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Monday, June 30


man what a great flick.

It's true what you're hearing - it is a little preachy. But that's ok, because its a flat out masterpiece.

This film is a culmination of the collaboration of the best of the best in the story, animation, and sound design fields. As an audio guy, I think that this has to be the most interesting sounding films I've heard in a long time, and I loved every little sonic nuance about it.

so, I'm going to geek out for a bit now.

First things first, here are some short features with Ben Burtt - who was credited with sound design/character voice design, and the voice of Wall-E - and has been getting a fair amount of traditional media press since the release of the movie.

The La Times

In the end, Burtt used his own heavily tweaked voice for Wall-E's rudimentary speech. "I was experimenting with processing human voice input," he says, "and it was like Dr. Jekyll in his lab: 'Well, there's nobody else around -- I guess I'll drink the potion.'

Info and a cool behind the scenes movie courtesy of FilmSoundDaily

the Ben Burtt interviews on FilmSoundDaily (All kinds of gold in there. Check them out)

a thread on the Gearslutz forum about the film. This is a forum where pro audio guys hang out, and the response is universally positive to the film.

the Kyma, Burtt's most likely weapon of choice when designing the voices in Wall-E. (you can see him working his wacom tablet around on it in one of the filmsounddaily vids)


I think the film is another in a string of superior efforts out of Pixar. The story always comes first, and in this film almost everything except for the story has been stripped away. Wall-E is an emotional flick, but it is one in a very universal and authentic way. With the language mostly stripped away, the robots of the film are essentially very intricate puppets that are masterfully coaxed around a series of spectacularly detailed sets. And they're not just dancing, they're genuinely connecting with their lives, thier work, and each other in a way that the humans in the film are not.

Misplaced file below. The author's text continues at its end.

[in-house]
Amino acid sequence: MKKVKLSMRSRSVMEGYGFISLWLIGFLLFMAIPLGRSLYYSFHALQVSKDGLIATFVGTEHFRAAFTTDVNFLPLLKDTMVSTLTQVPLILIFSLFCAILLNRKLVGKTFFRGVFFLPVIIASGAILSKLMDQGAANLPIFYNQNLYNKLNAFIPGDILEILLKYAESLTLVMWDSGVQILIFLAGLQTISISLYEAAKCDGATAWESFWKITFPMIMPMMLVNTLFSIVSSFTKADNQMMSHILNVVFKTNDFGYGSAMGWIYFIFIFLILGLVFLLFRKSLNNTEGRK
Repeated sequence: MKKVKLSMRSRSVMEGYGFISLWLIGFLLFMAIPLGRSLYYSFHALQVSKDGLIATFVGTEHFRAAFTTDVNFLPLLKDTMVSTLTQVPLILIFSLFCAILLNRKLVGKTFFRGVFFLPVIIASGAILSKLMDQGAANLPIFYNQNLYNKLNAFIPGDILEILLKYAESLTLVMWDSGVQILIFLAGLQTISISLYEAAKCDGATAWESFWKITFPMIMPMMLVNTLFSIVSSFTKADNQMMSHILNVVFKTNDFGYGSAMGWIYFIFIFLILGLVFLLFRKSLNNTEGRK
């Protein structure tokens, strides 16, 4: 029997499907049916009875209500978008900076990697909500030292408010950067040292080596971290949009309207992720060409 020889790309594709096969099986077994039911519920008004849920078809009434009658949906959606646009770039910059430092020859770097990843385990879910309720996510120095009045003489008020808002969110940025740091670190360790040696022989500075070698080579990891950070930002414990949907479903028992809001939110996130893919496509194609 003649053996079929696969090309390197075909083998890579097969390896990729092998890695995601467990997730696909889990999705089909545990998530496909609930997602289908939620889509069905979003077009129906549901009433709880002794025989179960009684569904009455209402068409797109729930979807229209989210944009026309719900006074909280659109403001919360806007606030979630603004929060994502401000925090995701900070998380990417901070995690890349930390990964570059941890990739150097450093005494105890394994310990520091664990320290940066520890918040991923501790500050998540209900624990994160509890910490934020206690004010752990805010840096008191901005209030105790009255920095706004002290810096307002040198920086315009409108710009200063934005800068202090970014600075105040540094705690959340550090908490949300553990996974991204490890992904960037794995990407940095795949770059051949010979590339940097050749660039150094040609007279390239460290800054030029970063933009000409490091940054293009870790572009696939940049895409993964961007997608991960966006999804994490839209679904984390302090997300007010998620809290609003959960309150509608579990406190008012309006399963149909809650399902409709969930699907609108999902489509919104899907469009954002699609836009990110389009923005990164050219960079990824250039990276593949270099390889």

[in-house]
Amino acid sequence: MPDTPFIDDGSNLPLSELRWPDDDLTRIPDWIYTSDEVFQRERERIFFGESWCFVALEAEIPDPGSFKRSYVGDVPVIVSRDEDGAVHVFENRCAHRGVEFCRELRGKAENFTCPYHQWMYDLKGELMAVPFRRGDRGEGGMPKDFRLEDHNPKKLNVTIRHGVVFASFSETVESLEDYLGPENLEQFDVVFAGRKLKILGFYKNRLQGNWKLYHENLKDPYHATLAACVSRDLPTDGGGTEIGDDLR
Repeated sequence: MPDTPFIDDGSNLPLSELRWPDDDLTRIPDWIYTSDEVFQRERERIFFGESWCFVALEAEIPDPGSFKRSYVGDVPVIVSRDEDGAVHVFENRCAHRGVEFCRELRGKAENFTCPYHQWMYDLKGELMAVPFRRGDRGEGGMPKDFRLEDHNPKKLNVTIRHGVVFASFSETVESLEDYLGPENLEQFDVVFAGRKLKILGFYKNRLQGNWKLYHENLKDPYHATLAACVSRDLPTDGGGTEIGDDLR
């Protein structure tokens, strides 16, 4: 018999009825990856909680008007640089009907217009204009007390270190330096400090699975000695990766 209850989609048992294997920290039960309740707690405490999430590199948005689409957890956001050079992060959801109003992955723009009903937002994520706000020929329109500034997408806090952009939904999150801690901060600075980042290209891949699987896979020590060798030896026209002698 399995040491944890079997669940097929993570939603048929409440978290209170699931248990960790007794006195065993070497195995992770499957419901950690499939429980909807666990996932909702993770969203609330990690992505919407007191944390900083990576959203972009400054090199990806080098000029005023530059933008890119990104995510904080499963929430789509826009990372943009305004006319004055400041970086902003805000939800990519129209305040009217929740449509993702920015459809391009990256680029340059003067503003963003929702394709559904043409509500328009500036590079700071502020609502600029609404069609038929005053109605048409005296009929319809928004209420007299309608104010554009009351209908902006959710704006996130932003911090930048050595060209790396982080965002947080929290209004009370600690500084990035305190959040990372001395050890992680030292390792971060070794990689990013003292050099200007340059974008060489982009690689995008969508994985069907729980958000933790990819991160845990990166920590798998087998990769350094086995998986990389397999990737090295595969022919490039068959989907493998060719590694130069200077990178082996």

(I'll note that our lack of ability to connect is a very prominent recurring theme in lots of the films I've seen recently - There Will be Blood, Sweeney Todd, Corpse Bride, even back to The Matrix and V for Vendetta. Maybe that speaks more to my taste in film than to the state of filmmaking, but hey whatever.)

The point is that the story is told to a large degree in pantomime, and it's done brilliantly. It so flat out refreshing to not have plot hammered down my neck. The subtlety of all of it - story, imagery, and sounds - survives, and the film is all the better for it.

Go see it. I've run out of words and i have not done it justice.

1 comment:

el ranchero said...

I think lack of connection/empathy is a pretty common theme in movies lately. On top of your list, off the top of my head I can add Syriana, Babel, Lost in Translation, The Diving Bell and the Butterfly, and Crash. I understand the new Batman movie will have shades of it as well.

To be honest, I think some of it is political. It may be a controversial statement, but I believe we're becoming a more compassionate and empathetic society, where the younger generations are taught from school and TV and movies and many parents to respect diversity and see things from others' point of view, and thus are more insistent on equality and compassion than any before. We are more accepting of different sexual preferences and racial identity than even 10 years ago, less tolerant of bigotry (toward anyone aside from Muslims, anyway), and less amenable to the death penalty. Yet we are laboring under the thumb of a proudly ignorant, belligerent, and self-absorbed strain of conservatism that's held sway since Rand and Reagan preached it, and these movies are an example of writers and creative types reacting against it.

I've always thought that the supposed shared character traits of "generations" were overstated, but I'm starting to believe that the selfishness of the Baby Boomers is for real and not just everyone else projecting.